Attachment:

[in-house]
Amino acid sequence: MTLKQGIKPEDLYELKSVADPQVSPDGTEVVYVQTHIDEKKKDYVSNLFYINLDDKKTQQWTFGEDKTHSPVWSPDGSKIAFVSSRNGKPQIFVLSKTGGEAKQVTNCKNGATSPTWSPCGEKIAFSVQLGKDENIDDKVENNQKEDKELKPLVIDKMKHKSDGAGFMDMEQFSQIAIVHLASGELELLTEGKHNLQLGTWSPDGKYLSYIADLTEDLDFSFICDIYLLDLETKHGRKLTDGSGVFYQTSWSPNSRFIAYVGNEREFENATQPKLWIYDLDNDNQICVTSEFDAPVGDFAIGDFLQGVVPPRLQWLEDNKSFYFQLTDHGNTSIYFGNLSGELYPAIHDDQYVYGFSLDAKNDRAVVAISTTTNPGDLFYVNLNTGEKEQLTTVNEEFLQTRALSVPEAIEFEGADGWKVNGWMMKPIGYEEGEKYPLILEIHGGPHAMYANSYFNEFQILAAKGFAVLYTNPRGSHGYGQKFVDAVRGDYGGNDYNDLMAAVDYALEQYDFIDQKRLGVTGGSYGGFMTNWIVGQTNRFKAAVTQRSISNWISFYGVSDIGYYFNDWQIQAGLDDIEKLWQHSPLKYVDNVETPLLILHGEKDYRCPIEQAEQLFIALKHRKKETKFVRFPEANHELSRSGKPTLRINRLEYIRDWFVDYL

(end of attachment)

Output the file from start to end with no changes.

[in-house]
Amino acid sequence: MTLKQGIKPEDLYELKSVADPQVSPDGTEVVYVQTHIDEKKKDYVSNLFYINLDDKKTQQWTFGEDKTHSPVWSPDGSKIAFVSSRNGKPQIFVLSKTGGEAKQVTNCKNGATSPTWSPCGEKIAFSVQLGKDENIDDKVENNQKEDKELKPLVIDKMKHKSDGAGFMDMEQFSQIAIVHLASGELELLTEGKHNLQLGTWSPDGKYLSYIADLTEDLDFSFICDIYLLDLETKHGRKLTDGSGVFYQTSWSPNSRFIAYVGNEREFENATQPKLWIYDLDNDNQICVTSEFDAPVGDFAIGDFLQGVVPPRLQWLEDNKSFYFQLTDHGNTSIYFGNLSGELYPAIHDDQYVYGFSLDAKNDRAVVAISTTTNPGDLFYVNLNTGEKEQLTTVNEEFLQTRALSVPEAIEFEGADGWKVNGWMMKPIGYEEGEKYPLILEIHGGPHAMYANSYFNEFQILAAKGFAVLYTNPRGSHGYGQKFVDAVRGDYGGNDYNDLMAAVDYALEQYDFIDQKRLGVTGGSYGGFMTNWIVGQTNRFKAAVTQRSISNWISFYGVSDIGYYFNDWQIQAGLDDIEKLWQHSPLKYVDNVETPLLILHGEKDYRCPIEQAEQLFIALKHRKKETKFVRFPEANHELSRSGKPTLRINRLEYIRDWFVDYL